Good communicators listen. Communication is a science according to an article published in Forbes. Communication requires at least two parties, one who listens and one who talks. It is also a two-way street. The article Why It's Better To Be A Great Communicator Than Speaker identifies the third requirement, trust. According to the article, a leader failed to deliver on a promise of gun control and therefore he lost credibility and trust. The leader is a good speaker but he failed to communicate properly, by not asking what the community wanted. This is perhaps an area where safety practitioners struggle the most.
"And it is predicated on the implicit understanding that the person communicating can actually deliver what they’re saying. It’s a shared endeavour that requires underlying trust."
The dawn of the new age of the Safety Profession
There are many health and safety practitioners out there in the world of work who are daily challenging the old ways. If we as a profession collectively want to make a difference then the safety brand needs to change. We must be able to add value to the business. Safety must add value time and time again, safety practitioners as a collective, must become trusted advisors.
In his book The Trusted Advisor, David H. Maister introduces the trust equation. According to Maister, trust requires credibility, reliability, intimacy and self-orientation. Maister, says that a person who fails on credibility are often seen as windbags. Failing on reliability is typical of irresponsible chance takers. People who are poor on intimacy are characterised as technicians. And lastly, those who are bad at self-orientation are seen as devious. To win the trust of your clients you have to be good at all four dimensions. Unless you are so superb at one or two that the lack in others can be ignored. But you have to be superb and not good.
The four elements of trust embody the requirements of a well-rounded safety practitioner. Think of well-rounded safety practitioners as the Beauden Barrets of safety. It is not good enough to have tons of technical skills when the safety person lacks the power skills needed to execute and to deliver a safer world of work for everyone.
Intimacy and Self-orientation are the elements needed to be able to work well with others, these elements are also known as emotional intelligence #EI. To be credible the safety practitioner must be able to back up what is said with experience and credible qualifications which in turn deliver reliable work over and over again.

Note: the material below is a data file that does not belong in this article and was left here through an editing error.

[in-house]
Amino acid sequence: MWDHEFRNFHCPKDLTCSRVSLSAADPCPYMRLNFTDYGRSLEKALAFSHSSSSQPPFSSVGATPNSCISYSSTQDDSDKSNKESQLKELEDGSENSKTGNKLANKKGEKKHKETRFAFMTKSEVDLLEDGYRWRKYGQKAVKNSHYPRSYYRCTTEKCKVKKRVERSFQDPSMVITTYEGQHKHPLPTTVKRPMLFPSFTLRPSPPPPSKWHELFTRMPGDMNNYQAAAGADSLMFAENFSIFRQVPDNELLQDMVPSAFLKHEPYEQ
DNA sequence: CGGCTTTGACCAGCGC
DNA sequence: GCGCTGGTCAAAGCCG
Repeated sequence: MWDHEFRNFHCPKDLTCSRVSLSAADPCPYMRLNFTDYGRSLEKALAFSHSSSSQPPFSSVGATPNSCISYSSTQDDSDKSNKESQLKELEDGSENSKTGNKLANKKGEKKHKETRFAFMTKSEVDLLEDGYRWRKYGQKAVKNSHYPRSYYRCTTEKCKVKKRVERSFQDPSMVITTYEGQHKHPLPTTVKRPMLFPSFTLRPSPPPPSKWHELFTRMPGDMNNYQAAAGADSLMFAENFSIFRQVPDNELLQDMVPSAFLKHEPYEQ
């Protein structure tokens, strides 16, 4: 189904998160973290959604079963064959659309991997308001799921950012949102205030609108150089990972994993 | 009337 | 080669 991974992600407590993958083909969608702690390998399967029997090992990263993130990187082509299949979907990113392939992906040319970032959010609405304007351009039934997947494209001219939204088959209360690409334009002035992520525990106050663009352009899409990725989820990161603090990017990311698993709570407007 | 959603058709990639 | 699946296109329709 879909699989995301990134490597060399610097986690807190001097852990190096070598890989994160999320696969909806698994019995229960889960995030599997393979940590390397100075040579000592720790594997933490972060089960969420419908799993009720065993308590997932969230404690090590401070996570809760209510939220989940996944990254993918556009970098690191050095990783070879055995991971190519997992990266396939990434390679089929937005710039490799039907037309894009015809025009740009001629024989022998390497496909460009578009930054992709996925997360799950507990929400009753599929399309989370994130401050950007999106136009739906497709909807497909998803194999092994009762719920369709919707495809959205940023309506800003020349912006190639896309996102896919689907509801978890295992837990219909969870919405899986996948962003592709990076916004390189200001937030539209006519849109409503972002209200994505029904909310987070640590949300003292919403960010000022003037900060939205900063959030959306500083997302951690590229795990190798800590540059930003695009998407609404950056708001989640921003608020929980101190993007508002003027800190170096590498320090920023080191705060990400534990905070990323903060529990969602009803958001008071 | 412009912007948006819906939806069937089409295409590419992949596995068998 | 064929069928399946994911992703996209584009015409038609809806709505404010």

The well rounded safety practitioner
In November 2019 IOSH launched a new competency framework as the precursor to a new professional development journey for its members. The resources and mechanisms will come in 2020 and if the industry is buzzing about this news, it is with good reason. The new Framework breaks down the competencies needed into Technical, Behavioural and Core elements with a total of 96 competencies broken down in 12 areas. I can only imagine that Power skills would span from the behavioural element of the IOSH competency framework to the core element and embed into culture. The skills a practitioner need to deliver a framework for organisations to work in would span across all three sections. According to the IOSH website, safety practitioners must conduct themselves appropriately in the workplace. This section includes competencies for building effective stakeholder relationships. The behaviour section is broken down in 18 competencies to develop personal performance, developing exemplary communication skills and an ability to work productively with others. According to the website, these are all abilities that underpin the building of successful and productive relationships.
On the #IOSH framework, the ability to work with others sits adjacent to communication. As a practitioner, you will not be very successful unless you can harness the full gamut of power skills. To speak well alone will not get you there. To be truly successful a practitioner needs to be vulnerable, show empathy and to be kind to others. To do so the practitioner should learn to listen and to understand the situation. The other good news is that according to a post recently in social media IOSH leadership has "coined" the phrase power skills long being used in the business world, so it is just a matter of time before the International Safety community will catch up and call these skills what they are, power skills. Business acumen, by the way, is another important power skill to master.